To Mormons, the anti-immigration stance which causes Muslims to suffer can bring up racial memories.
Mormon history has become a surprise ally of Muslims fearful of the Trump administration’s travel ban. A 19-member Church of Jesus Christ of Latter-day Saints scholar group filed a brief at US Court of Appeals for 9th Circuit. They compared the present day government's mistreatment of Muslims to the way Latter-day Saints were treated by the then US Governments during the 19th century.
The brief, filed as friend-of-the-court, warned the US Court of Appeals that the executive order by the president halting immigration from countries having Muslim-majority populations would legalize the anti-Muslim sentiment already present in the United States. They said that their Mormon experience teaches that this kind of anti-immigrant sentiment and federal efforts to halt immigration would result in negative consequences which could persist for a number of decades to come.
Nate Oman of College of William & Mary said that he was extremely concerned about the Trump-led administration's selective targeting of Muslims. The professor of the law pointed out the government targeting of the Mormons during the 19th century as the nearest historical parallel. He said that it was his thought that the story would be useful and bring it to the attention of the court.
Rampant violence by mobs pushed the early Mormon settlers from their Illinois and Missouri homes during the tumultuous 1830s and also the 1840s. A few decades later, the federal government tried to limit Mormon voting rights. They also wanted to stop converts to the Mormon life from emigrating to the United States. The brief continues on to say that these experiences by Mormons illustrate all the harms that can befall its people when a government has a particular religion in its sight. The actions of the federal government against the Mormons happened at a time when the First Amendment jurisprudence continued to be in its nascent stage. The law at that time gave the contemporary government certain powers which can be regarded as blatantly unconstitutional.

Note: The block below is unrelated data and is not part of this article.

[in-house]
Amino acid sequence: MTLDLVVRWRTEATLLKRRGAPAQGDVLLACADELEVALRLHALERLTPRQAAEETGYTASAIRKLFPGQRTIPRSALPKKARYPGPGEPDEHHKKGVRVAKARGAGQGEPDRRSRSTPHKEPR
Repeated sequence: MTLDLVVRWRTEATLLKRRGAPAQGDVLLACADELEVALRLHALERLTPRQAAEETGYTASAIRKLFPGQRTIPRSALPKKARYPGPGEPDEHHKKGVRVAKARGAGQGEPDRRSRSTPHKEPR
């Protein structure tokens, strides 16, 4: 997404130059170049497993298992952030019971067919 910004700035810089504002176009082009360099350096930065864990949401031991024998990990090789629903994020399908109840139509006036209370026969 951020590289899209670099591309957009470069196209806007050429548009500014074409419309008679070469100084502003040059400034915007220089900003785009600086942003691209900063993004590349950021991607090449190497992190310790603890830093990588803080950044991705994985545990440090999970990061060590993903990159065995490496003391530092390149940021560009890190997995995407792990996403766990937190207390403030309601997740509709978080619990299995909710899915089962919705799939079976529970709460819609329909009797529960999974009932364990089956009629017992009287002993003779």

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Kathleen Flake, professor of religious studies at the University of Virginia, said, “Even as a first instance, a Muslim ban under whatever name should alarm those who value freedom of conscience, America’s ‘first freedom.’ But certainly, we should learn from earlier Mormon bans that such discrimination has a long, unhappy, cultural life.”
According to Oman, attempts to limit Muslims from entering the United States are made due to fear. This has an uncanny resemblance with Mormonism. He said that most people assume that Muslims are dangerous which is a result of terrorist attacks and the 9/11 incident.
President Trump has tried to pass two travel bans by the executive order. The federal courts have blocked both of them. President Trump's revised ban specifically points out six nations in Africa and Asia with predominantly Muslim populations. It was blocked only a few hours prior to the actual deed.